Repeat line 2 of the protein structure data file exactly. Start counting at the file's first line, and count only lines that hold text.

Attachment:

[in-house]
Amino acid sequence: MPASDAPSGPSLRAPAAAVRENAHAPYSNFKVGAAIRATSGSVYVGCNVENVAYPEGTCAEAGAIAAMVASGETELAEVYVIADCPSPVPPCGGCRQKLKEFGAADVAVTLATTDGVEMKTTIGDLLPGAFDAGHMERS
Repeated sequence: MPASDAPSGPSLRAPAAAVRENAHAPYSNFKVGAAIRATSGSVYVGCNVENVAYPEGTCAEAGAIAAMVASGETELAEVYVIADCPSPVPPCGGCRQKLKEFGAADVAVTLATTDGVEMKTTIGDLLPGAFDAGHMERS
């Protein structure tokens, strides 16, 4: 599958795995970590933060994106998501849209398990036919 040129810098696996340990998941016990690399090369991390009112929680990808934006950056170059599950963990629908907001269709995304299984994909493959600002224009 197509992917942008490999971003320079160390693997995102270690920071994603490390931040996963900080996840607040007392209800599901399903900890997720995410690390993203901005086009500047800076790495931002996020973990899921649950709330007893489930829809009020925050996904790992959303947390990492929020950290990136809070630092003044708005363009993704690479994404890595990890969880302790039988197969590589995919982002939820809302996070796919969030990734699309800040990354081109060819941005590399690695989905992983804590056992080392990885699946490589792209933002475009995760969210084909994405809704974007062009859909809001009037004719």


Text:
Amino acid sequence: MPASDAPSGPSLRAPAAAVRENAHAPYSNFKVGAAIRATSGSVYVGCNVENVAYPEGTCAEAGAIAAMVASGETELAEVYVIADCPSPVPPCGGCRQKLKEFGAADVAVTLATTDGVEMKTTIGDLLPGAFDAGHMERS